The University of Lincoln, United Kingdom, has stripped former Deputy Senate President, Senator Ike Ekweremadu, of his visiting professorship role with the institution over his arrest and arraignment at the Uxbridge Magistrates’ Court by the Metropolitan Police on allegations of organ harvesting.
Ekweremadu who was recently appointed a visiting professor of Corporate and International Linkages by the University was also banned from performing any functions related to the role pending the outcome of his trial which has been fixed for July 7.
The development followed Thursday’s arrest and subsequent charging of Ekweremadu and his wife, Beatrice, in London for alleged conspiracy to smuggle in a 15-year-old boy identified as David Nwamini Ukpo to harvest his kidney to transplant into his daughter who suffers from a kidney failure.
While stripping the Senator of the role in a statement on Friday, the University spokesperson said Ekweremadu’s duties at the institution have been suspended for the time being.
“We are deeply concerned about the nature of these allegations, but as this is an active police investigation, we cannot comment further at this stage.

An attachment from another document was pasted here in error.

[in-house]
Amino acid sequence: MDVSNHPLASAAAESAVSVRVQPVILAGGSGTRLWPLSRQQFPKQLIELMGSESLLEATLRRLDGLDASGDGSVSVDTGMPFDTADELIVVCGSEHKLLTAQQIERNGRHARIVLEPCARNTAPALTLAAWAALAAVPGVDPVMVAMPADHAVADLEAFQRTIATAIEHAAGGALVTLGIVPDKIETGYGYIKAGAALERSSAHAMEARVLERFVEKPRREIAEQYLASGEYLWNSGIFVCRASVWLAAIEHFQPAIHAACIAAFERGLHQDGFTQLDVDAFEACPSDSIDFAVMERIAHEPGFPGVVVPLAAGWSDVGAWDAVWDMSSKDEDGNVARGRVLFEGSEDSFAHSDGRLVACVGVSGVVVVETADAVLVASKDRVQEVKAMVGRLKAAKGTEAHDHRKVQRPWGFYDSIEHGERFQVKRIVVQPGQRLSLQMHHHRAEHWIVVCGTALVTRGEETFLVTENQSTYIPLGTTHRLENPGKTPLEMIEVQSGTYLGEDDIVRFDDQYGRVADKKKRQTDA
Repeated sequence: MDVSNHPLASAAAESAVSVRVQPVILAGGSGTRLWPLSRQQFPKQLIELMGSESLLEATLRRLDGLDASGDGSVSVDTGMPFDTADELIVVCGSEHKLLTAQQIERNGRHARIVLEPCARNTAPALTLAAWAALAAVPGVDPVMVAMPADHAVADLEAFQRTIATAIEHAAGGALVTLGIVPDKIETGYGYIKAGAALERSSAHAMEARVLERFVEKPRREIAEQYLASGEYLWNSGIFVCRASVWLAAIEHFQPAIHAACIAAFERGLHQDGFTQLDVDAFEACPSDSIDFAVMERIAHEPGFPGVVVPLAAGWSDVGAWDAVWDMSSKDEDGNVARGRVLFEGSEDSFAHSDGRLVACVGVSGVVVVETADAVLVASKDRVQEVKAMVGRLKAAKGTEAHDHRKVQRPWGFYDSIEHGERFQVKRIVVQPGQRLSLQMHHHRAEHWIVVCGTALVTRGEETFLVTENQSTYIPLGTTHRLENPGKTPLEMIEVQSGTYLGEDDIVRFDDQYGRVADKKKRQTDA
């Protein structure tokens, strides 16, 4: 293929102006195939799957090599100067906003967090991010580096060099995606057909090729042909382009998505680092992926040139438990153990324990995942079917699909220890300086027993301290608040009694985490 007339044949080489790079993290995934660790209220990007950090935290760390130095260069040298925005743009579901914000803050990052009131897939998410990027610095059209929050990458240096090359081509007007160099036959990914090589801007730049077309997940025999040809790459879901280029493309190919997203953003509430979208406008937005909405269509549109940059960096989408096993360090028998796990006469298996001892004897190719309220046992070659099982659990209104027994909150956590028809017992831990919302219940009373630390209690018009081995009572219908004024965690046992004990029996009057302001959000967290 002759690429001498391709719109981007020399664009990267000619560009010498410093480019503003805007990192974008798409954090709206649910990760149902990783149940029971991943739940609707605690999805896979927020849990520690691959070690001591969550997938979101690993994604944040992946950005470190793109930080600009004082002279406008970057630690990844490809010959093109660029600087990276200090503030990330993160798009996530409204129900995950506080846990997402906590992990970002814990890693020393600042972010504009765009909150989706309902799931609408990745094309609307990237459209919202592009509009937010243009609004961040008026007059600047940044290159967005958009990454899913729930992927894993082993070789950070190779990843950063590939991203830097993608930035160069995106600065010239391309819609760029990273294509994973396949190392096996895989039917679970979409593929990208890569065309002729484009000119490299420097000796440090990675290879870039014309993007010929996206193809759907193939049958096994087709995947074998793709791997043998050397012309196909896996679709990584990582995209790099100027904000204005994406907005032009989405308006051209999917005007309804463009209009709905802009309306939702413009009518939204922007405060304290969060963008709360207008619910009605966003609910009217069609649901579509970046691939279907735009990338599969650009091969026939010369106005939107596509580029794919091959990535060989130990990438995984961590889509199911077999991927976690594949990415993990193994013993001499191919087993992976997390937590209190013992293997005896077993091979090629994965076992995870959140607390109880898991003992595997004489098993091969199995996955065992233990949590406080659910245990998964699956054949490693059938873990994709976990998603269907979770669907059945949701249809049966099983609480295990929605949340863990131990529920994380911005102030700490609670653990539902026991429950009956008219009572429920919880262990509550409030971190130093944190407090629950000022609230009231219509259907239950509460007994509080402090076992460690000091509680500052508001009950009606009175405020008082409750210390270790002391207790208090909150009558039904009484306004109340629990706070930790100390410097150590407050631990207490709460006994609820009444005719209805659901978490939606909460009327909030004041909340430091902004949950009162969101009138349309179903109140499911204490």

“Whilst this matter is subject to investigation, this person will not be undertaking any duties as visiting professor at Lincoln.
“Visiting professors are often, as is in this case, non-resident at the university, unpaid and advisory,” the statement said.
Senator Ekweremadu was only appointed into the role by the University on June 12 and had announced his appointment by posting the news of Twitter.
“It was a pleasure and an honour to receive a letter of appointment by the University of Lincoln, UK, as Visiting Professor of Corporate and International Linkages.
“I also got a highly treasured gift – a copy of the Magna Carta. It was created in 1215, about 807 years ago,” he had tweeted.
It was a pleasure and an honour to receive a letter of appointment by the University of Lincoln, UK, as Visiting Professor of Corporate and International Linkages. I also got a highly treasured gift – a copy of the Magna Carta. It was created in 1215, about 807 years ago. pic.twitter.com/cOdGWz00po
— Ike Ekweremadu (@iamekweremadu) June 12, 2022
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